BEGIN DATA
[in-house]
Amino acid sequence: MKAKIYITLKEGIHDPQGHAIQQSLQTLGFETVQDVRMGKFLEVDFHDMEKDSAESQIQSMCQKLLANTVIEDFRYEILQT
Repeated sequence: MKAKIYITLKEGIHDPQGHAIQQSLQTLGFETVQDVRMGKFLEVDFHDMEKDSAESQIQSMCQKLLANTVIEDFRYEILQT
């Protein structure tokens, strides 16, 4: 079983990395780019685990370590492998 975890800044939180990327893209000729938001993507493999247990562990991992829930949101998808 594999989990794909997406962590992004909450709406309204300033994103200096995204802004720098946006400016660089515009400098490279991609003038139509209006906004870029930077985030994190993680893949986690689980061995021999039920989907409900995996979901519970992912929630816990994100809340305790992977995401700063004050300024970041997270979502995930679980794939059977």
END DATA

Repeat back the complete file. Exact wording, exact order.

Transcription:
[in-house]
Amino acid sequence: MKAKIYITLKEGIHDPQGHAIQQSLQTLGFETVQDVRMGKFLEVDFHDMEKDSAESQIQSMCQKLLANTVIEDFRYEILQT
Repeated sequence: MKAKIYITLKEGIHDPQGHAIQQSLQTLGFETVQDVRMGKFLEVDFHDMEKDSAESQIQSMCQKLLANTVIEDFRYEILQT
């Protein structure tokens, strides 16, 4: 079983990395780019685990370590492998 975890800044939180990327893209000729938001993507493999247990562990991992829930949101998808 594999989990794909997406962590992004909450709406309204300033994103200096995204802004720098946006400016660089515009400098490279991609003038139509209006906004870029930077985030994190993680893949986690689980061995021999039920989907409900995996979901519970992912929630816990994100809340305790992977995401700063004050300024970041997270979502995930679980794939059977």